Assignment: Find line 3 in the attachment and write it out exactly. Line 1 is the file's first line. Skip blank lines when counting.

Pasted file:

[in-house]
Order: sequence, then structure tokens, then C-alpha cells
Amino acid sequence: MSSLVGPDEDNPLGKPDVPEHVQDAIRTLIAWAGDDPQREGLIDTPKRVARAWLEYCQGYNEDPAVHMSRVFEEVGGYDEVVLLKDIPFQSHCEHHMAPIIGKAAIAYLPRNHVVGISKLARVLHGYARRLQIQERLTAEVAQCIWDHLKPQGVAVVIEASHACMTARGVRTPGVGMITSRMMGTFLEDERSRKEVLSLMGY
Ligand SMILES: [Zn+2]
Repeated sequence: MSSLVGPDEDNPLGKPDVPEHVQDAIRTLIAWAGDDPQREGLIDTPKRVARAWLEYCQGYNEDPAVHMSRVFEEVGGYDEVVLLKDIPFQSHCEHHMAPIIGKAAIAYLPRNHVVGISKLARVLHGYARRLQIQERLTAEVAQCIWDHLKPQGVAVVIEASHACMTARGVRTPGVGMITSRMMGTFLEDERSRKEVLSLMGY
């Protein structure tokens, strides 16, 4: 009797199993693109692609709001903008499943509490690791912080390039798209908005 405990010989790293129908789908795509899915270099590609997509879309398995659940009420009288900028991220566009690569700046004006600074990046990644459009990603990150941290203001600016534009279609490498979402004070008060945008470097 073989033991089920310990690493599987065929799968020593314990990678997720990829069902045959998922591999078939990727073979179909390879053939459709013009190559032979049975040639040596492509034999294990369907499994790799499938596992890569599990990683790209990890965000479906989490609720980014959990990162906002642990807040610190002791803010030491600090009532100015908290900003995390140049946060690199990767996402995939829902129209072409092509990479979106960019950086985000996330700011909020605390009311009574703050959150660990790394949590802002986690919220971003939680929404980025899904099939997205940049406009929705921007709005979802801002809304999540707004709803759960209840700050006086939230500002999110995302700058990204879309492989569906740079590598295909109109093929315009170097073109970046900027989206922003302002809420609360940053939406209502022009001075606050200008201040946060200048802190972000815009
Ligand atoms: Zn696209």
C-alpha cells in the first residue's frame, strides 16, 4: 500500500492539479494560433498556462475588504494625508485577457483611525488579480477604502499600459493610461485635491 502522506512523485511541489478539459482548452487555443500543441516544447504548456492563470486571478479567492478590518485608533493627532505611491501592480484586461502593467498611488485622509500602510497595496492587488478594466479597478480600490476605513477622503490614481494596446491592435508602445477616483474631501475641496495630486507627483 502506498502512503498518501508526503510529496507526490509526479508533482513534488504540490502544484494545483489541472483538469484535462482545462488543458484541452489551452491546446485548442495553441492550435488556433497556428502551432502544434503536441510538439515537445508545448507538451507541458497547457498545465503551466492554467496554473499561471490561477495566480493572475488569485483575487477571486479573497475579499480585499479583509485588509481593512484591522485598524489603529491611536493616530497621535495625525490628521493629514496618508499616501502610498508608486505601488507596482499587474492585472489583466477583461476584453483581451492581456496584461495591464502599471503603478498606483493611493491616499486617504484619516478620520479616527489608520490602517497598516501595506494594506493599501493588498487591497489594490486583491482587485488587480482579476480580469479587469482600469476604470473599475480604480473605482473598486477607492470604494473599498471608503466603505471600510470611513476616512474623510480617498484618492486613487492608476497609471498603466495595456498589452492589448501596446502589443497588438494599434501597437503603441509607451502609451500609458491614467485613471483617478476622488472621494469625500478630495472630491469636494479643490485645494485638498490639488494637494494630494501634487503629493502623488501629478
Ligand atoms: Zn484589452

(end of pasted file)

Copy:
Amino acid sequence: MSSLVGPDEDNPLGKPDVPEHVQDAIRTLIAWAGDDPQREGLIDTPKRVARAWLEYCQGYNEDPAVHMSRVFEEVGGYDEVVLLKDIPFQSHCEHHMAPIIGKAAIAYLPRNHVVGISKLARVLHGYARRLQIQERLTAEVAQCIWDHLKPQGVAVVIEASHACMTARGVRTPGVGMITSRMMGTFLEDERSRKEVLSLMGY